Not only that, Ransom Publishing are specialists in the production of accessible fiction and nonfiction for struggling readers of all ages. Their strap-line is ‘UNLOCKING LITERACY’. For those of us who can read and write fluently, it is hard to imagine not having these skills.  But if you can’t read well, you are effectively disenfranchised as a functioning member of the community. Locked out in every sense.

The Shades series includes some 60 titles written by many well known and seasoned children’s writers. The titles are aimed at young adults with an interest level of  12 years +, but a reading ability of 9-10 years. Many young people are also daunted by the size of a book, while still wanting ‘the excitement of a great story told with pace and style. ‘ At 64 pages, the books are compact, easy to handle. The cover images are striking, edgy, and with all the style of quality mainstream fiction. In other words, they may be small, but they don’t look  ‘less’.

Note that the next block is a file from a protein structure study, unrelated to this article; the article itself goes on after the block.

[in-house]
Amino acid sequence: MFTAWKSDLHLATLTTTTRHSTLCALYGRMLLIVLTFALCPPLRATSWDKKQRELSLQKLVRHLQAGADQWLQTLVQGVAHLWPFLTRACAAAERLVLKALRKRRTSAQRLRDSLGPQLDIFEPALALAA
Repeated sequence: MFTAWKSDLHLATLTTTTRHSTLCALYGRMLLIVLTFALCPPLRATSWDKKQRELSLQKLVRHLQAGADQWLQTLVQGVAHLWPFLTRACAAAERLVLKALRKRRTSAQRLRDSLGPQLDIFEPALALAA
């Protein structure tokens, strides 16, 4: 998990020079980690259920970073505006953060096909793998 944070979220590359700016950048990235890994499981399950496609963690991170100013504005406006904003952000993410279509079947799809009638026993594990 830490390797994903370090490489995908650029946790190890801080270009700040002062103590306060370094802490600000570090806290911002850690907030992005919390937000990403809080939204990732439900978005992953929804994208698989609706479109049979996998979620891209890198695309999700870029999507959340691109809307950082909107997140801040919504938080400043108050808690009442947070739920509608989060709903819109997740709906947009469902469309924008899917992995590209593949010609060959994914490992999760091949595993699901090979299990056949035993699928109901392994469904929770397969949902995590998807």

Inside, the story is presented novel-style, in chapters, but with plenty of white space on the page.  To cater for the less able reader, the Sharp Shades editions have half the number of words of a Shades title, far fewer words per page, are set in a larger font and have added illustrations.

Personally, I think the books in both Shades series are appealing to any reader of any ability. They make for handy quick-reads that fit in most pockets. And just because they are aimed at people who struggle with their reading, doesn’t mean the stories are either simple or simplistic. They embrace themes that matter to all of us: love, hate, fear, injustice, belonging, relationships, families, overcoming threats and hardship. So I’m not going to say any more about Mau Mau Brother. The blurb on the back of the book pretty much covers it. Thank you, Steve Rickard.